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Steelers Ben Roethlisberger clarifies his remarks, says 'I like to dink-and-dunk'

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Roethlisberger doesn't have a problem with the dinking and the dunking aspects of Todd Haley's offense. He knows it's the main reason the Steelers lead the league in time of possession average despite not having run the ball successfully most of this season.

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Frank Victores-US PRESSWIRE

The term "dink-and-dunk" sounds silly, but its negative connotation is taken very seriously in football circles.

When Steelers quarterback Ben Roethlisberger mentioned the offense run by new offensive coordinator Todd Haley was "dink and dunk," many chose to perceive that negatively as opposed to a term to describe a ball-control shorter passing scheme aimed to maintain possession, limit turnovers and maximize a quarterback's ability to use excellent receivers in space.

Many offensive coordinators found their way out of a team's locker room due to their "dink-and-dunk" offenses, but in Haley's case, it's allowing Roethlisberger to be the center point of the offense, and get players involved.

Roethlisberger clarified his comments from last week, adding his ever-important buy-in in an interview with USA Today.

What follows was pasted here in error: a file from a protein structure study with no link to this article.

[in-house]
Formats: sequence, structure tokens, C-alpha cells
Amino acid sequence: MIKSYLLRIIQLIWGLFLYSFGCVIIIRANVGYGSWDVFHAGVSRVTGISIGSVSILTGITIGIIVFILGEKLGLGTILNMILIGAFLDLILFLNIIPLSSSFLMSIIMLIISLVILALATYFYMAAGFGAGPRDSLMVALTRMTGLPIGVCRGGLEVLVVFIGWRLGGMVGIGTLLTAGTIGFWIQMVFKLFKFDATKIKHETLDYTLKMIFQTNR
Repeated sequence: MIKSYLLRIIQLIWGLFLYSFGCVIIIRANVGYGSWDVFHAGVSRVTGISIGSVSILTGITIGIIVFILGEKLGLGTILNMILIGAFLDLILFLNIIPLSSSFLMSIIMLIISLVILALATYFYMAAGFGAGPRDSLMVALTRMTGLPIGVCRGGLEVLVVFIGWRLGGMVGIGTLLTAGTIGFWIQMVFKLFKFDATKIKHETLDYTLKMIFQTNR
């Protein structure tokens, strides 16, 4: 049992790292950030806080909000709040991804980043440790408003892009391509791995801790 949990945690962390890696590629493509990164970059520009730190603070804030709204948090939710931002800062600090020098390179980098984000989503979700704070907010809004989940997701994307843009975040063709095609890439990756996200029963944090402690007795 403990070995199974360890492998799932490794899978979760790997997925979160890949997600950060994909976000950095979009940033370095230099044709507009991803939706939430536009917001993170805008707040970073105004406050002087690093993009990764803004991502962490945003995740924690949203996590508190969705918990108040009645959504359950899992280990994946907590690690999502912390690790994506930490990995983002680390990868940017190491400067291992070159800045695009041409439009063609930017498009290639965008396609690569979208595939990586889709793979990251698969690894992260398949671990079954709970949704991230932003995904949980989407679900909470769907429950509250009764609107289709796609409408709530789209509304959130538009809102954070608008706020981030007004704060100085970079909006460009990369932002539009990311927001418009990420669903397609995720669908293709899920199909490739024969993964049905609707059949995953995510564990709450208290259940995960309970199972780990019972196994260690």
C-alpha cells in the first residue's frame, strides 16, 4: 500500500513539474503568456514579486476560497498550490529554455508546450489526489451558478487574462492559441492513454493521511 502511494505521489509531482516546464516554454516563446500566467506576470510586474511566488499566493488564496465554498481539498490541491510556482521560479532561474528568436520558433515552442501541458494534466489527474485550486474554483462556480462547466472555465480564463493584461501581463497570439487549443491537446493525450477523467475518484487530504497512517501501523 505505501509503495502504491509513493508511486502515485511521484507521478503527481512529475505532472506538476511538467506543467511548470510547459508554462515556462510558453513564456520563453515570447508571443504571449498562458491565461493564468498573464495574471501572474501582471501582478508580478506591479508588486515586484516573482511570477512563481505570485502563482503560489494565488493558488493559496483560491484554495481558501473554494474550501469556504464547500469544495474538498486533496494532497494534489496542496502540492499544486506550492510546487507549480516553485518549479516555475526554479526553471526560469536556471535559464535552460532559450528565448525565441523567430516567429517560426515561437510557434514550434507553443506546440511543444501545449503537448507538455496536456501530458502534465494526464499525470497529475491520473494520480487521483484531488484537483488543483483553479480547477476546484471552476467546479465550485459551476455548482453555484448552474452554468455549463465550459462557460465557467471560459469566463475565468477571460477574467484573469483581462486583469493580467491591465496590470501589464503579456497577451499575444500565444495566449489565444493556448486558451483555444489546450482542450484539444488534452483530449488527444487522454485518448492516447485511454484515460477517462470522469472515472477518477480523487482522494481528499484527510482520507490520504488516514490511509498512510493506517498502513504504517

""That wasn't meant in a negative way," Roethlisberger said. "Coach Haley and I had a laugh about it this morning. To dink and dunk, that's moving the chains, and it will open up big plays. The Patriots dink and dunk, too."

No word was mentioned whether Haley and Roethlisberger were throwing chairs at each other, or spiking each other's coffee with Ex-Lax.

But he's exactly right. The Steelers and Patriots are both teams that do not throw the ball deep particularly often, but that's not the point. The Patriots lead the league with an average of 31 points a game. The Steelers lead in time of possession (34:49) and third down conversion percentage (53.8).

Those are all winning statistics. They are all also things that take pressure off a defense.

The Steelers are 26th in the NFL in rushing, and yet, hold the ball longer than any other team on average.

Sure, Roethlisberger would probably like to uncork it every now and again, like he did against Tennessee when he hit Mike Wallace for an 82-yard touchdown. They also ran a few deep balls in Week 7 against Cincinnati that didn't materialize. The difference is what Roethlisberger is doing with the ball if that deep look isn't open.

Involving other receivers - the Steelers have four receivers with 30 or more targets through six games. The Steelers have turned the ball over six times in six games, also a winning number.

So dink and dunk away. This will be especially important in Week 8, as the Steelers will need to control the clock to keep Washington's fifth-ranked offense off the field.